This chapter will teach you the following skills and introduce the following issues:
How to write news copy clearly using the inverted pyramid style
How to integrate the news questions into your writing plan
Why news stories have a logical flow and structure
The importance of substance over style
Now you have begun to learn news-gathering skills, it is time to begin blending these with some writing practice. Along the way, we talk about words, illustrations, audio and video – each an important addition to your journalistic toolkit. But for now, it is words that matter most. In any form, journalism means clear writing. In a simple news story, this is to help the reader get the ‘news’ quickly and accurately. In a feature story, it means a narrative style that is engaging, enlightening and entertaining. For radio, good writing means painting a scene with words and sound effects (SFx), good intros and tight, flowing scripts. Television news and current affairs is about writing ‘to’ or ‘with’ the pictures. TV news editors often tell young reporters: ‘Don’t tell the news, show it.’ Even so, the script must convey information that the pictures don’t have. New styles of writing are emerging on the internet. Formats vary from the straight ‘inverted pyramid’ hard news brief to the newsblog and opinion, and all shades in between.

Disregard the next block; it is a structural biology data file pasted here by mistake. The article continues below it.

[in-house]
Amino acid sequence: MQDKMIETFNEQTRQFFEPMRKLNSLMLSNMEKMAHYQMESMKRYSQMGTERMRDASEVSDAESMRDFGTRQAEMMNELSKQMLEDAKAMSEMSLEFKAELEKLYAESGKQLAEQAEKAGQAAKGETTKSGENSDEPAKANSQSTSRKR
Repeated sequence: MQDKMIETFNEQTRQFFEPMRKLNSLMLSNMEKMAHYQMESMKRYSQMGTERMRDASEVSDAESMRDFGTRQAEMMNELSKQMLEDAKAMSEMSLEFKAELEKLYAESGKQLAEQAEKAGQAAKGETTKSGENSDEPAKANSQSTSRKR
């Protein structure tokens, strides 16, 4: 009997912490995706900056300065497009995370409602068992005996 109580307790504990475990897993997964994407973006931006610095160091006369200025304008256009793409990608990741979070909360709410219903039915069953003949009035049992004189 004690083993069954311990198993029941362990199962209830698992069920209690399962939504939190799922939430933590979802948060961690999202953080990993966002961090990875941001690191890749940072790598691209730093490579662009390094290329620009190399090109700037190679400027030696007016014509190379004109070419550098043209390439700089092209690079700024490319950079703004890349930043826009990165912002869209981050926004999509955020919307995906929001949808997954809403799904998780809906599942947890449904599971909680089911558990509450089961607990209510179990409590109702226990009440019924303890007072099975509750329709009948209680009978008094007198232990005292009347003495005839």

Provide an understanding of some basic issues of professionalism that all reporters and those in the news industry – or even savvy consumers of news – should be talking about
Open up a more intellectual discussion of what journalism is and who journalists are
Show that professionalism also includes behaving within the norms of the law and assessing what is and what is not ethical behaviour for a journalist (as discussed in previous chapters)
What does it mean to be professional?
Journalists of all schools of thought hold the theory that, like a poet, a journalist is born, not made. There is a certain amount of truth in this theory, but the scope of newspaper activity has been so widened by the march of events and the spread of education that real success in the profession can only be attained by a close study and a clear understanding of its technique.